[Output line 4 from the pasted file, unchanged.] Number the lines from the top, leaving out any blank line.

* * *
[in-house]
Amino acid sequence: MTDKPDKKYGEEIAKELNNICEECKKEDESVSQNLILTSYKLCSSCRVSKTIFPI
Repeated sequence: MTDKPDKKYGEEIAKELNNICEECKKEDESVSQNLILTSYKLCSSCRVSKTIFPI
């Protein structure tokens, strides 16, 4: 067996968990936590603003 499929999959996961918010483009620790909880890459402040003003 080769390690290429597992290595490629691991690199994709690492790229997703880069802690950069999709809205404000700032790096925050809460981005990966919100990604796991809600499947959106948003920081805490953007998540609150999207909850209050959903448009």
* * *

């Protein structure tokens, strides 16, 4: 067996968990936590603003 499929999959996961918010483009620790909880890459402040003003 080769390690290429597992290595490629691991690199994709690492790229997703880069802690950069999709809205404000700032790096925050809460981005990966919100990604796991809600499947959106948003920081805490953007998540609150999207909850209050959903448009």